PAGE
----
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Neuropsychol Rehabil. 2010 Aug;20(4):601-23. doi: 10.1080/09602011003710993. Epub 2010 Jul 6.

Multiple Oral Re-reading treatment for alexia: The parts may be greater than the whole.

Author information

  • 1Georgetown University Medical Center, Department of Neurology, Washington, DC 20057, USA. EHL4@georgetown.edu

Erratum in

  • Neuropsychol Rehabil. 2010 Dec;20(6):940.

Abstract

This study examines the reasons for the success of Multiple Oral Re-reading (MOR; Moyer, 1979), a non-invasive, easily administered alexia treatment that has been reported in the literature and is currently in clinical use. The treatment consists of reading text passages aloud multiple times a day. Findings that MOR improves reading speed on practised as well as novel text have been inconsistent, making MOR's role in the rehabilitation of alexia unclear. We hypothesised that MOR's treatment mechanism works through repetition of high frequency words (i.e., bottom-up processing). We designed and controlled our text passages to test the hypothesis that participants would not improve on all novel text but would improve on text that includes a critical mass of the words contained in the passages they were re-reading. We further hypothesised that the improvement would be at the level of their specific alexic deficit. We tested four participants with phonological alexia and two with pure alexia during 8 weeks of MOR treatment. Contrary to the conclusions of previous studies, our results indicate that improvements in top-down processing cannot explain generalisation in MOR and that much of the improvement in reading is through repetition of the practised words. However, most patients also showed improvement when specific phrases were re-used in novel passages, indicating that practice of difficult words in context may be crucial to reading improvement.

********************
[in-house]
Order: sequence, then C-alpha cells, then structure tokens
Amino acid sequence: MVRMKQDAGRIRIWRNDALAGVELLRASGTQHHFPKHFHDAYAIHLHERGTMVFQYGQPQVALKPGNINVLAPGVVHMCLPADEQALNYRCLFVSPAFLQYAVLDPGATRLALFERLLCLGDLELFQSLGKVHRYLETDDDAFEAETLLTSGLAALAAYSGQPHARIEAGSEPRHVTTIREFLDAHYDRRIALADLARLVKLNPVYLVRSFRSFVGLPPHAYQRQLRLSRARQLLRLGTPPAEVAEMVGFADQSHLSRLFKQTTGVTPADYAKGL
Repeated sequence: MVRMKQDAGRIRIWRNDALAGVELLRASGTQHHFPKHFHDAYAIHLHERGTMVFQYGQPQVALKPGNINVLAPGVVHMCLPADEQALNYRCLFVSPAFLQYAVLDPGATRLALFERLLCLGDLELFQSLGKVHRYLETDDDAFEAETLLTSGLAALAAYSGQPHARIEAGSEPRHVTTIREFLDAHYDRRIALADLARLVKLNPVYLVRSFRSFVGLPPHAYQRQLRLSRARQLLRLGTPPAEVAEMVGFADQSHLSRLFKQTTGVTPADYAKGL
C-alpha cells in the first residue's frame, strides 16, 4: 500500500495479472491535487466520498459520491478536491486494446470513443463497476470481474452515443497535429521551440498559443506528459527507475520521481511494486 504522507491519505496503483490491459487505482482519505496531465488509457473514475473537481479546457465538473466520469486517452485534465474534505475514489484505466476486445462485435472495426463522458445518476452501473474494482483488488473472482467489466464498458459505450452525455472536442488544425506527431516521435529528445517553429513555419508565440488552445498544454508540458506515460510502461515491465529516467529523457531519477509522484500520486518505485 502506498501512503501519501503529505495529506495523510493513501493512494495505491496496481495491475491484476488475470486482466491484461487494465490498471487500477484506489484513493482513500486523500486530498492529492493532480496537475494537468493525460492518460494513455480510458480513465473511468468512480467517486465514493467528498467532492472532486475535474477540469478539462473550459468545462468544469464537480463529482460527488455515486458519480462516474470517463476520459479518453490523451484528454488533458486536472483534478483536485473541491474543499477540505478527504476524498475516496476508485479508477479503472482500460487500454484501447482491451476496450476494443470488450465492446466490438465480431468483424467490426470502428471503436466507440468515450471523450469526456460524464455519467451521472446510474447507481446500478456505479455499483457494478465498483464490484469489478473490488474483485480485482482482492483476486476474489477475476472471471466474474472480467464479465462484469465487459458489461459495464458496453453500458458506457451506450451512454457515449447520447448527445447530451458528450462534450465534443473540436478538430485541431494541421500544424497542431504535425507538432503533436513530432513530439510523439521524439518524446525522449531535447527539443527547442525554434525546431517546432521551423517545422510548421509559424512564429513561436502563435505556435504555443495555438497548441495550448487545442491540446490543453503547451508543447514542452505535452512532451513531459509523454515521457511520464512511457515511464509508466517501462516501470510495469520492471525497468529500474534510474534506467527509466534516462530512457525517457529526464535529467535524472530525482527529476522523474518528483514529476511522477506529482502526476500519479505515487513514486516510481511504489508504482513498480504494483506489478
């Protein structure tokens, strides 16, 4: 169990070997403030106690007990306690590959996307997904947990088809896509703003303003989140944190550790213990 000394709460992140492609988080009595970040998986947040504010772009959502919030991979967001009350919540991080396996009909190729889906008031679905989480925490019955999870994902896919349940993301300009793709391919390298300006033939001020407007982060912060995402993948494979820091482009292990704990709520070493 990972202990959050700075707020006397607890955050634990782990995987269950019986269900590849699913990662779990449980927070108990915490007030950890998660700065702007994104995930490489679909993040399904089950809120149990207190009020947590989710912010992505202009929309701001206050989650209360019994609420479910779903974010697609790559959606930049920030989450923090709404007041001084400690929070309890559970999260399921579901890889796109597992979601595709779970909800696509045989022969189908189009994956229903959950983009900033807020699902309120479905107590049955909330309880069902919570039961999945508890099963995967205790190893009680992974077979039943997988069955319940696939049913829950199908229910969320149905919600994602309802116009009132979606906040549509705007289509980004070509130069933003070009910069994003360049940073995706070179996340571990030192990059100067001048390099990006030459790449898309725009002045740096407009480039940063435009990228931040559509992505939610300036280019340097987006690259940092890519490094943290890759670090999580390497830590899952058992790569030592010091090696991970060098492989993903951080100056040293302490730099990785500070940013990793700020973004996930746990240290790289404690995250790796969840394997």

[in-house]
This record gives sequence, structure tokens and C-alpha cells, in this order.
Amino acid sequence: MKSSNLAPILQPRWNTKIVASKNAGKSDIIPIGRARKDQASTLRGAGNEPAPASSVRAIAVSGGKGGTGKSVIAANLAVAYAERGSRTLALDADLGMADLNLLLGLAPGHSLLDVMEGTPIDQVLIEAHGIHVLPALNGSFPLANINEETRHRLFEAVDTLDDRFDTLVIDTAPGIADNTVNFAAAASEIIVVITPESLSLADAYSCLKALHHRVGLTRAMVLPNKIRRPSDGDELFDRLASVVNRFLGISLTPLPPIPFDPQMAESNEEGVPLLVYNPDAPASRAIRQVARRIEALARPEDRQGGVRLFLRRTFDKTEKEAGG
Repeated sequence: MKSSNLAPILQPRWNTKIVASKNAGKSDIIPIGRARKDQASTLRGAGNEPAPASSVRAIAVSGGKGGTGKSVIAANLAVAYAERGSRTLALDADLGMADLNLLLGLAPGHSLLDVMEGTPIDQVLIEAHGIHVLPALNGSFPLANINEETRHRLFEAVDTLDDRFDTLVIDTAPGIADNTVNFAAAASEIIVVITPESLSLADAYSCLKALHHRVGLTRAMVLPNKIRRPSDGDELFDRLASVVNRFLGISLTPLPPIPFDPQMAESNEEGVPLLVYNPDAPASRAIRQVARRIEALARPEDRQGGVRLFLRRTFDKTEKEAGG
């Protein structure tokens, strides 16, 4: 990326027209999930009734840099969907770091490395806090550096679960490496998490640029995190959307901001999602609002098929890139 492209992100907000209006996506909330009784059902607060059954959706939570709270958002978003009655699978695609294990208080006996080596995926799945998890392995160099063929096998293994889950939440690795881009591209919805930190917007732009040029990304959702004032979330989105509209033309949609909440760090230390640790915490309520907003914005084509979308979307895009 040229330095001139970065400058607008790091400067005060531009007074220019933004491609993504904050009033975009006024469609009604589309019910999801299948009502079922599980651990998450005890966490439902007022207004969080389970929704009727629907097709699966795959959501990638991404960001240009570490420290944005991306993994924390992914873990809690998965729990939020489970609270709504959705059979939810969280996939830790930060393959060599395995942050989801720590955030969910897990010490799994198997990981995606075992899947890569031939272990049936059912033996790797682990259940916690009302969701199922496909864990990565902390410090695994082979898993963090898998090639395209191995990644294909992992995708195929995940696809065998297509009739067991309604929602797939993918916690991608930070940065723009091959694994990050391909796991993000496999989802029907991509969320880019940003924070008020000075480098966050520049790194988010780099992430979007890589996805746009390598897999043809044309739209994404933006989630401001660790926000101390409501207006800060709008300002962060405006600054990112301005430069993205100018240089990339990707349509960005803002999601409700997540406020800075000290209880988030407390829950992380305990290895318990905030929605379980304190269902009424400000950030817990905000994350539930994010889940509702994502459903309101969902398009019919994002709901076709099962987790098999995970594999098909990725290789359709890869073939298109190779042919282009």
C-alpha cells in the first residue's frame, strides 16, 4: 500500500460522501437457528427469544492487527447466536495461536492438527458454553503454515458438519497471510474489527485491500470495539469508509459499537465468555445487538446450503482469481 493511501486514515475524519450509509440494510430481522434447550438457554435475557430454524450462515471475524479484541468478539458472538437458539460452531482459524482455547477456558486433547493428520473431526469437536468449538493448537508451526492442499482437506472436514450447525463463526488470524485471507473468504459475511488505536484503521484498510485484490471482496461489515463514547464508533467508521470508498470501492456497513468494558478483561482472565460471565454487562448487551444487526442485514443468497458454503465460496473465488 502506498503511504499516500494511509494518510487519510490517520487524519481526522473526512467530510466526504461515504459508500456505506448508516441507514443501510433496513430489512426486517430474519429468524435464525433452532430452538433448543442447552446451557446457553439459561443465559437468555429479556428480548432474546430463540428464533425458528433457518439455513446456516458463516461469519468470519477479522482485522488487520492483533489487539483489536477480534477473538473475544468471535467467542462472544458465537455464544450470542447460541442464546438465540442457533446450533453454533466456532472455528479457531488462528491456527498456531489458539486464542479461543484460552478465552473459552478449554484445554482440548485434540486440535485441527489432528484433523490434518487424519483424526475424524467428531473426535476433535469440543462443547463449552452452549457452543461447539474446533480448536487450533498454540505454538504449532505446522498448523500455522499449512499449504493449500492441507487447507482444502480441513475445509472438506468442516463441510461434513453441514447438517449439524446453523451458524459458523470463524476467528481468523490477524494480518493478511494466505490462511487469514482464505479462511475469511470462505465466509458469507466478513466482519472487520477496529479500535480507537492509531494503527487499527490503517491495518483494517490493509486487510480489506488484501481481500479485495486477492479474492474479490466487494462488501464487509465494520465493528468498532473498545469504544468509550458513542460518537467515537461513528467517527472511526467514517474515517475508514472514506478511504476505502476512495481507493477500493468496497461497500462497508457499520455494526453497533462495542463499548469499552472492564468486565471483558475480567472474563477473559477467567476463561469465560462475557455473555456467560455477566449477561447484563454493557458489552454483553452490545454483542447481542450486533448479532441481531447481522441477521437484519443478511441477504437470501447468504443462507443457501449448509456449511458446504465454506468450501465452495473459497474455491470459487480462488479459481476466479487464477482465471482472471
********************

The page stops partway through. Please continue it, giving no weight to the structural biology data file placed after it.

PMID:
20574915
[PubMed - indexed for MEDLINE]
PMCID:
PMC3594997
Free PMC Article

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